Pakistani Prime Minister Nawaz Sharif reaffirmed his country’s commitment to its troubled northern neighbour, saying “any enemy of Afghanistan is an enemy of Pakistan” as he jointly inaugurated the Heart of Asia conference with Afghan President Ashraf Ghani on Wednesday.
The regional conference on Afghanistan began in Islamabad to intensify efforts for regional linkages and to promote peace and stability in the war-torn country.
“Afghanistan is the heart of Asia and if there is trouble in the heart, the entire region will be turbulent,” he said in his opening speech.
“Pakistan’s people and government have demonstrated an unflinching resolve to uproot the menace of terrorism and violent extremism from our soil.”
His remarks assume significance as he will be meeting Sushma Swaraj — the first by an Indian foreign minister to Pakistan since 2012 — later in the day on the sidelines of the conference.
Swaraj’s two-day visit, primarily to attend the conference, is seen as an ice-breaker as it will be the third bilateral engagement at the top level in less than 10 days following an impromptu and brief meeting between Prime Minister Narendra Modi and Sharif in Paris on November 30.
Sharif welcomed the delegates, including foreign ministers — of 14 countries and promised full support to all efforts for increasing peace in the region with the emphasis on stabilising Afghanistan.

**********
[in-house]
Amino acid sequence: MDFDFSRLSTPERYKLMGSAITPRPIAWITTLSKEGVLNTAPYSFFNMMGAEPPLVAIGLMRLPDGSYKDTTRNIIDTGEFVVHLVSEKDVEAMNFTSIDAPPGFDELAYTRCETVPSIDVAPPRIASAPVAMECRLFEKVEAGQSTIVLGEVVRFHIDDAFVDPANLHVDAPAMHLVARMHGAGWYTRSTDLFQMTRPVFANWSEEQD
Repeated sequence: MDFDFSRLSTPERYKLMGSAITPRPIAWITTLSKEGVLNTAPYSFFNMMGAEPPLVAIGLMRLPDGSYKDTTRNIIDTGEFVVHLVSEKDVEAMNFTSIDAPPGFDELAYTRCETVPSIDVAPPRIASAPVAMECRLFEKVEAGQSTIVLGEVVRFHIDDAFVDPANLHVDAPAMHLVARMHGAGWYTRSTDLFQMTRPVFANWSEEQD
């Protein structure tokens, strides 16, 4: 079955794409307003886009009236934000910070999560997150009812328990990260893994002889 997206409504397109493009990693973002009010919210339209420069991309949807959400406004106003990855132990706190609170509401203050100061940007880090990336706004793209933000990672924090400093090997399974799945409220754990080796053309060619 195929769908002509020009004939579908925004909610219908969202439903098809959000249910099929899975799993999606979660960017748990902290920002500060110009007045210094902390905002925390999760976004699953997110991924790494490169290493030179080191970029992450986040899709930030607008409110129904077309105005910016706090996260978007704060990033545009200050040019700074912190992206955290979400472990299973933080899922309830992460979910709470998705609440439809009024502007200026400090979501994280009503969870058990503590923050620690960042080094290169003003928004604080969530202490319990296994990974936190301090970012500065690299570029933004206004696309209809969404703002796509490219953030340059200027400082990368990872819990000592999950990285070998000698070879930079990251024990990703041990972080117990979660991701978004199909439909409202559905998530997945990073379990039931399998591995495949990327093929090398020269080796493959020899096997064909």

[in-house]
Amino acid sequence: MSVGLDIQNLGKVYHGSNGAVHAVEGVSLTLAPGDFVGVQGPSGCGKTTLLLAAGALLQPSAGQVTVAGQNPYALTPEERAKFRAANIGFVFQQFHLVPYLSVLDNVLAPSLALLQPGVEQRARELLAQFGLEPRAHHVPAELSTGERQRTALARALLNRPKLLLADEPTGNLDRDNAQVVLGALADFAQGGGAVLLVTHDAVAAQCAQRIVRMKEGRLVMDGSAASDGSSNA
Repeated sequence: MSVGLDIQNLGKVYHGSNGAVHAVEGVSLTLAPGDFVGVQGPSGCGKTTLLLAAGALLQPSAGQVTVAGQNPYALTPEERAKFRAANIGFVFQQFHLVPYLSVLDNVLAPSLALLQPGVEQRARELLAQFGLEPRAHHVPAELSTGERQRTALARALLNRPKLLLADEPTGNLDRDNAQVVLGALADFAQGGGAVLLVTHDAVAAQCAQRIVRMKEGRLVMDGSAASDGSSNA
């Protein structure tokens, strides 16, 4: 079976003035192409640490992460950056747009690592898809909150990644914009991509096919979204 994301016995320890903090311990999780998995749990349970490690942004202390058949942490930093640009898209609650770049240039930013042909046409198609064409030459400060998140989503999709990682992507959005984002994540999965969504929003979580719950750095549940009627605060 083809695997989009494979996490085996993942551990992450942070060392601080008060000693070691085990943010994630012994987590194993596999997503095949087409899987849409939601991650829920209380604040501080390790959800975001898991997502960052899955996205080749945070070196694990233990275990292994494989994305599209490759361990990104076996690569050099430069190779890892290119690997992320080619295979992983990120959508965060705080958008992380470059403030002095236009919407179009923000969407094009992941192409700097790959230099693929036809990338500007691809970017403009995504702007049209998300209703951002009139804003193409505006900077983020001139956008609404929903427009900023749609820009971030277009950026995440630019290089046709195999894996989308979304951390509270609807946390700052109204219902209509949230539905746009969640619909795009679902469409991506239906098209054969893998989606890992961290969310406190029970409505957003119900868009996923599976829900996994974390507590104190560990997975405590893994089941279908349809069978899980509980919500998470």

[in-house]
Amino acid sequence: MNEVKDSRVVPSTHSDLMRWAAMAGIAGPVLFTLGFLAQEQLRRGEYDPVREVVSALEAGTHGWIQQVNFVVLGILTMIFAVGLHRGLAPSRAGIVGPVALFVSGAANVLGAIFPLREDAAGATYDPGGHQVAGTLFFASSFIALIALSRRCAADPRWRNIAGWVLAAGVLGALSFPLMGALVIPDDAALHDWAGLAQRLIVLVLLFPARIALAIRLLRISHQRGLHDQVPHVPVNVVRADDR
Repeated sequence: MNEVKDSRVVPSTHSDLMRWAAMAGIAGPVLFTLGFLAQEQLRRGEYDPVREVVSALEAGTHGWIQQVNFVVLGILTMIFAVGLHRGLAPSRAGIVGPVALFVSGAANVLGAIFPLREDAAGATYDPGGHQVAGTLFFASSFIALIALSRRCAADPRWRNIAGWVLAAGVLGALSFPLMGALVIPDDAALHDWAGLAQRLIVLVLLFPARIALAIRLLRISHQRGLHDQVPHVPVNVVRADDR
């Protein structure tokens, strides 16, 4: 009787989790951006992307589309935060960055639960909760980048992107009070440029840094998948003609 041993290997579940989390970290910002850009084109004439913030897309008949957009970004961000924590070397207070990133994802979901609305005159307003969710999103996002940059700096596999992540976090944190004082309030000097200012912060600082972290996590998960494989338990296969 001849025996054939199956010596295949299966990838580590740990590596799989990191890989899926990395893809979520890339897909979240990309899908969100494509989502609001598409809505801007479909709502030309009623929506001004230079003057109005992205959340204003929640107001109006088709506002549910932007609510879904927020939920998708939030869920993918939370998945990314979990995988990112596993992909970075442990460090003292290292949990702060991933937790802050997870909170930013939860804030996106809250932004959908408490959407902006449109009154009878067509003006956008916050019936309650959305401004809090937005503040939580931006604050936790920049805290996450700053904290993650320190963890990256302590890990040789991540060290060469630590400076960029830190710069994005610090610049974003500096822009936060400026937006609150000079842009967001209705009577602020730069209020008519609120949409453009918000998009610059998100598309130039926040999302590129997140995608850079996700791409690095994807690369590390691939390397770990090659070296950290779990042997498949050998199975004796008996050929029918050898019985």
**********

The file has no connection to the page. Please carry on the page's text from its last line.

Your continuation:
“The enemies of Afghanistan are the enemies of Pakistan and the (Pakistan) government will continue to support an Afghan-led and Afghan-owned peace process that remains the most viable option to promote stability and end violence,” he said.
“Terrorists like Da’ish (another name for Islamic State) should strengthen our resolve against terrorism,”
For his part, Ghani said it is “important to name all the problems the region is facing, in terms of terrorism and corruption”.
The rise of the Taliban, which carried out a brutal attack in Kandahar only a day earlier, and other groups was a major concern. “Our children have been killed, our hospitals attacked, and terrorism has now become a regional, national and global phenomenon,” Ghani said.
“Al-Qaida, Da’ish, terrorists from Russia, Uzbekistan, the Middle East and beyond are all present on our soil.”
Ghani called for a long-term solution to root out terrorism from his country as well as the region. “What is the nature of the Taliban and how do we deal with it?” he asked. “It is a problem which requires us to work on it systematically.”
(With agency inputs)